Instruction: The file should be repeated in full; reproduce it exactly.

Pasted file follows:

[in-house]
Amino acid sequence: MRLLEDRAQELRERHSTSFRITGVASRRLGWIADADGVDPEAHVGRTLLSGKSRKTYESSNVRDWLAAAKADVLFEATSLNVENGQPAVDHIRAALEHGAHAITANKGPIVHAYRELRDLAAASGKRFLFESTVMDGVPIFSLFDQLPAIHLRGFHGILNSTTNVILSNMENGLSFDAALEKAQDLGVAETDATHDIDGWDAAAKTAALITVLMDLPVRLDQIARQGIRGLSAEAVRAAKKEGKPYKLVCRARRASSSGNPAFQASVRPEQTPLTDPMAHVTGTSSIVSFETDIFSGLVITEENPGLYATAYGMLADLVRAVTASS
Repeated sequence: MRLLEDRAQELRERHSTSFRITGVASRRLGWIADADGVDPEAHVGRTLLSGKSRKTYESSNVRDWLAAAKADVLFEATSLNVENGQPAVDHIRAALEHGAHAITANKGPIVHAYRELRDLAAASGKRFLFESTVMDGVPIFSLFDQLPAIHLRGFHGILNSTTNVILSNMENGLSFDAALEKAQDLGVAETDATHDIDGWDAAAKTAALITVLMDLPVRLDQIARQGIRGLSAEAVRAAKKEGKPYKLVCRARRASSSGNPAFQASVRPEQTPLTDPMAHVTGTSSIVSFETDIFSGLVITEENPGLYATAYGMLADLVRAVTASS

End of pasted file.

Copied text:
[in-house]
Amino acid sequence: MRLLEDRAQELRERHSTSFRITGVASRRLGWIADADGVDPEAHVGRTLLSGKSRKTYESSNVRDWLAAAKADVLFEATSLNVENGQPAVDHIRAALEHGAHAITANKGPIVHAYRELRDLAAASGKRFLFESTVMDGVPIFSLFDQLPAIHLRGFHGILNSTTNVILSNMENGLSFDAALEKAQDLGVAETDATHDIDGWDAAAKTAALITVLMDLPVRLDQIARQGIRGLSAEAVRAAKKEGKPYKLVCRARRASSSGNPAFQASVRPEQTPLTDPMAHVTGTSSIVSFETDIFSGLVITEENPGLYATAYGMLADLVRAVTASS
Repeated sequence: MRLLEDRAQELRERHSTSFRITGVASRRLGWIADADGVDPEAHVGRTLLSGKSRKTYESSNVRDWLAAAKADVLFEATSLNVENGQPAVDHIRAALEHGAHAITANKGPIVHAYRELRDLAAASGKRFLFESTVMDGVPIFSLFDQLPAIHLRGFHGILNSTTNVILSNMENGLSFDAALEKAQDLGVAETDATHDIDGWDAAAKTAALITVLMDLPVRLDQIARQGIRGLSAEAVRAAKKEGKPYKLVCRARRASSSGNPAFQASVRPEQTPLTDPMAHVTGTSSIVSFETDIFSGLVITEENPGLYATAYGMLADLVRAVTASS